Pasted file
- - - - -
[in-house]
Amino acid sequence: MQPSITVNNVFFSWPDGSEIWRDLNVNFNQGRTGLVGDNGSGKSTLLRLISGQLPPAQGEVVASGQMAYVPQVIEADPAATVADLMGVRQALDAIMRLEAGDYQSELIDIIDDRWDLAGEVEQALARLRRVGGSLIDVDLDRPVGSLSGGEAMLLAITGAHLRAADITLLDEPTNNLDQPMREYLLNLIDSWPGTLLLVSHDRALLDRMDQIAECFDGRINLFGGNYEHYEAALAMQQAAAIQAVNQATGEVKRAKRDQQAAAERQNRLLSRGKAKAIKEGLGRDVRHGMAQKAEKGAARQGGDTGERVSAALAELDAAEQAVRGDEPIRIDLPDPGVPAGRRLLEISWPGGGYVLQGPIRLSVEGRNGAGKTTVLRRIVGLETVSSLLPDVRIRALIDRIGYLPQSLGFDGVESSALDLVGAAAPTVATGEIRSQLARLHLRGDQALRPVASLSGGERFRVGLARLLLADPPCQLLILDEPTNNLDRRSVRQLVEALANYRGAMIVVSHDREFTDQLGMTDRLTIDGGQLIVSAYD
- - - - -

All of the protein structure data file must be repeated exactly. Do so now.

[in-house]
Amino acid sequence: MQPSITVNNVFFSWPDGSEIWRDLNVNFNQGRTGLVGDNGSGKSTLLRLISGQLPPAQGEVVASGQMAYVPQVIEADPAATVADLMGVRQALDAIMRLEAGDYQSELIDIIDDRWDLAGEVEQALARLRRVGGSLIDVDLDRPVGSLSGGEAMLLAITGAHLRAADITLLDEPTNNLDQPMREYLLNLIDSWPGTLLLVSHDRALLDRMDQIAECFDGRINLFGGNYEHYEAALAMQQAAAIQAVNQATGEVKRAKRDQQAAAERQNRLLSRGKAKAIKEGLGRDVRHGMAQKAEKGAARQGGDTGERVSAALAELDAAEQAVRGDEPIRIDLPDPGVPAGRRLLEISWPGGGYVLQGPIRLSVEGRNGAGKTTVLRRIVGLETVSSLLPDVRIRALIDRIGYLPQSLGFDGVESSALDLVGAAAPTVATGEIRSQLARLHLRGDQALRPVASLSGGERFRVGLARLLLADPPCQLLILDEPTNNLDRRSVRQLVEALANYRGAMIVVSHDREFTDQLGMTDRLTIDGGQLIVSAYD